The Best Starches To Meal Prep, According To A Dietitian

One of the crucial things to consider when meal prepping is how well certain items will reheat. Sure, dishes like a broccoli rabe lasagna or chicken tikka masala seem designed for the microwave, but others pose a challenge, particularly starches. Lindsay Livingston, RD, who shares tips for Mastering Food Prep and other Food Prep Resource on her blog, The Lean Green Bean, gave Food Republic some advice. She said, "Not everyone enjoys reheated starches like potatoes and sweet potatoes because they aren't as crispy when reheated, but starches like rice, quinoa, farro, beans, and lentils can be prepped ahead of time as components, and used to cut down on cooking time during the week."

Some of these starches can even be cooked together to save time. Dried beans and lentils, for example, can be cooked in a rice cooker with the grains of your choice, to make things like khichdi or Spanish style rice and beans. To make for a more interesting textural contrast, you can also opt for grain mixes, which can be excellent bases for veggie bowls. And if beans are your thing, you can skip the additional cooking time altogether and use canned beans to save time.

How to store and reheat grains

One of the biggest worries about reheating grains, particularly rice, is that it's hard to store cooked rice and other grains without them drying out. But there are several things you can do to combat this. First off, smaller, chewier grains tend to rehydrate more easily, so sticking to something like quinoa or bulgur wheat instead of rice or farro might be better overall for meal prepping.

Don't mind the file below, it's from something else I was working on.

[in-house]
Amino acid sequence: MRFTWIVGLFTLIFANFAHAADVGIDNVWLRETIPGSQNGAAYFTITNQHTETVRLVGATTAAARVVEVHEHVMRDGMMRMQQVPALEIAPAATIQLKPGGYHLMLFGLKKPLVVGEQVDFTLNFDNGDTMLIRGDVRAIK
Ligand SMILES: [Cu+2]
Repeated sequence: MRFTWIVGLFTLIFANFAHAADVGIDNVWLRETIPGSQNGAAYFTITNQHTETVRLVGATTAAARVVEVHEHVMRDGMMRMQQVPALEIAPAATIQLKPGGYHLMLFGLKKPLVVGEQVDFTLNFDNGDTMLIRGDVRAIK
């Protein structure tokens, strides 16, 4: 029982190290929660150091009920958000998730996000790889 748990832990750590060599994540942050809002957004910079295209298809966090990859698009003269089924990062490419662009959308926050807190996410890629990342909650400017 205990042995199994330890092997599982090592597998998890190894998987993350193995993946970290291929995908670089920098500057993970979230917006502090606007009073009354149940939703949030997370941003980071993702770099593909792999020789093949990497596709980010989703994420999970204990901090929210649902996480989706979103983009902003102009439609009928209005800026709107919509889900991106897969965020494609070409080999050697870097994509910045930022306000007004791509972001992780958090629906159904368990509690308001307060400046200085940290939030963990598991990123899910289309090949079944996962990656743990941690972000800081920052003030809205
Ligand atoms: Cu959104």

Storing your grains in an airtight container will help them to retain moisture. Some even prefer pre-portioning and tightly wrapping hot rice in plastic wrap, and then reheating it within the plastic wrap. Reheating your grains with a little bit of water added is another common way to help rehydrate them, as is storing them in soup or sauce to help keep moisture in (though you run the risk of your grains absorbing all of the liquid and becoming mushy).

Livingston shared one final recommendation to help with prepping your grains: "Cook a large batch of beans or grains, portion into 1-2 cup servings and freeze them so you can just pull them out to thaw as needed." That way, you can focus on your proteins and veggies without worrying about another thing on your to-do list.